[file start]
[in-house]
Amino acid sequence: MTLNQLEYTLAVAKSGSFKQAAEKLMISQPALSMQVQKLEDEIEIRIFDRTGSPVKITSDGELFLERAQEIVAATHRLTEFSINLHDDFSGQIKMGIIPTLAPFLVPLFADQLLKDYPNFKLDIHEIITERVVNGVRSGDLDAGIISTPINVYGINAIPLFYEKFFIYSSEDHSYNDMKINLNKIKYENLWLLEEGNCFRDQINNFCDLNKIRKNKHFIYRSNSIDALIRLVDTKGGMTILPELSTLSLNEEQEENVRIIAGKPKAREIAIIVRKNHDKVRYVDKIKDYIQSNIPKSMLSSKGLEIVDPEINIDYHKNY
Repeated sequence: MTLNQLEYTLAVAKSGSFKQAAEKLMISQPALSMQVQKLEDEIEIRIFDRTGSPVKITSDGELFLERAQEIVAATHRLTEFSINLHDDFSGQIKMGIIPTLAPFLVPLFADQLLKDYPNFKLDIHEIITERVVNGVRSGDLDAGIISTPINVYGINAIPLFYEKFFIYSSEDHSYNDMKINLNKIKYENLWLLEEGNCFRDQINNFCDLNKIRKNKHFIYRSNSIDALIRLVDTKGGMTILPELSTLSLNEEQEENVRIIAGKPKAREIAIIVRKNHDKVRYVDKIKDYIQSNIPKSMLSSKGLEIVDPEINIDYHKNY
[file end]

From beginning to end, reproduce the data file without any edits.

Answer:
[in-house]
Amino acid sequence: MTLNQLEYTLAVAKSGSFKQAAEKLMISQPALSMQVQKLEDEIEIRIFDRTGSPVKITSDGELFLERAQEIVAATHRLTEFSINLHDDFSGQIKMGIIPTLAPFLVPLFADQLLKDYPNFKLDIHEIITERVVNGVRSGDLDAGIISTPINVYGINAIPLFYEKFFIYSSEDHSYNDMKINLNKIKYENLWLLEEGNCFRDQINNFCDLNKIRKNKHFIYRSNSIDALIRLVDTKGGMTILPELSTLSLNEEQEENVRIIAGKPKAREIAIIVRKNHDKVRYVDKIKDYIQSNIPKSMLSSKGLEIVDPEINIDYHKNY
Repeated sequence: MTLNQLEYTLAVAKSGSFKQAAEKLMISQPALSMQVQKLEDEIEIRIFDRTGSPVKITSDGELFLERAQEIVAATHRLTEFSINLHDDFSGQIKMGIIPTLAPFLVPLFADQLLKDYPNFKLDIHEIITERVVNGVRSGDLDAGIISTPINVYGINAIPLFYEKFFIYSSEDHSYNDMKINLNKIKYENLWLLEEGNCFRDQINNFCDLNKIRKNKHFIYRSNSIDALIRLVDTKGGMTILPELSTLSLNEEQEENVRIIAGKPKAREIAIIVRKNHDKVRYVDKIKDYIQSNIPKSMLSSKGLEIVDPEINIDYHKNY